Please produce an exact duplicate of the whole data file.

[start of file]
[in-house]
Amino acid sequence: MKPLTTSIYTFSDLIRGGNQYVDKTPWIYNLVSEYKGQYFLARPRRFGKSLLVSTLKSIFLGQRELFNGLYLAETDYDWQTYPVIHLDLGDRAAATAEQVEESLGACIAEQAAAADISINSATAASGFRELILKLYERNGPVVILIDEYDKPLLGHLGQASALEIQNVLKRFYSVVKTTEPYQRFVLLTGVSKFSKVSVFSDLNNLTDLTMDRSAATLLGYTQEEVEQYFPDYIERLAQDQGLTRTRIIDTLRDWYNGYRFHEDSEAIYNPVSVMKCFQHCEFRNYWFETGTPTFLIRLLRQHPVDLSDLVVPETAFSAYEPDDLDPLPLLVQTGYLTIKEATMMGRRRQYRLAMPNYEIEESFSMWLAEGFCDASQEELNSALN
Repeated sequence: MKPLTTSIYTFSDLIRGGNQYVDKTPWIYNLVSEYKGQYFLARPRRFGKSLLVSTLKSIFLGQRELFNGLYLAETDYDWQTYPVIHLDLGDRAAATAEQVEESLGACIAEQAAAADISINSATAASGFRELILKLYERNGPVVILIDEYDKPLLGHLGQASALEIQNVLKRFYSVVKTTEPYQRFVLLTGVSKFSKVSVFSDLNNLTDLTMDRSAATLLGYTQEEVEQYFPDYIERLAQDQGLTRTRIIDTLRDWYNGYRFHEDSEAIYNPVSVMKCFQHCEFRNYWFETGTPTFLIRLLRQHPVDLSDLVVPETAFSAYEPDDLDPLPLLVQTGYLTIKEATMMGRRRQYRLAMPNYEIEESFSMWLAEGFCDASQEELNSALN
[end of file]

[in-house]
Amino acid sequence: MKPLTTSIYTFSDLIRGGNQYVDKTPWIYNLVSEYKGQYFLARPRRFGKSLLVSTLKSIFLGQRELFNGLYLAETDYDWQTYPVIHLDLGDRAAATAEQVEESLGACIAEQAAAADISINSATAASGFRELILKLYERNGPVVILIDEYDKPLLGHLGQASALEIQNVLKRFYSVVKTTEPYQRFVLLTGVSKFSKVSVFSDLNNLTDLTMDRSAATLLGYTQEEVEQYFPDYIERLAQDQGLTRTRIIDTLRDWYNGYRFHEDSEAIYNPVSVMKCFQHCEFRNYWFETGTPTFLIRLLRQHPVDLSDLVVPETAFSAYEPDDLDPLPLLVQTGYLTIKEATMMGRRRQYRLAMPNYEIEESFSMWLAEGFCDASQEELNSALN
Repeated sequence: MKPLTTSIYTFSDLIRGGNQYVDKTPWIYNLVSEYKGQYFLARPRRFGKSLLVSTLKSIFLGQRELFNGLYLAETDYDWQTYPVIHLDLGDRAAATAEQVEESLGACIAEQAAAADISINSATAASGFRELILKLYERNGPVVILIDEYDKPLLGHLGQASALEIQNVLKRFYSVVKTTEPYQRFVLLTGVSKFSKVSVFSDLNNLTDLTMDRSAATLLGYTQEEVEQYFPDYIERLAQDQGLTRTRIIDTLRDWYNGYRFHEDSEAIYNPVSVMKCFQHCEFRNYWFETGTPTFLIRLLRQHPVDLSDLVVPETAFSAYEPDDLDPLPLLVQTGYLTIKEATMMGRRRQYRLAMPNYEIEESFSMWLAEGFCDASQEELNSALN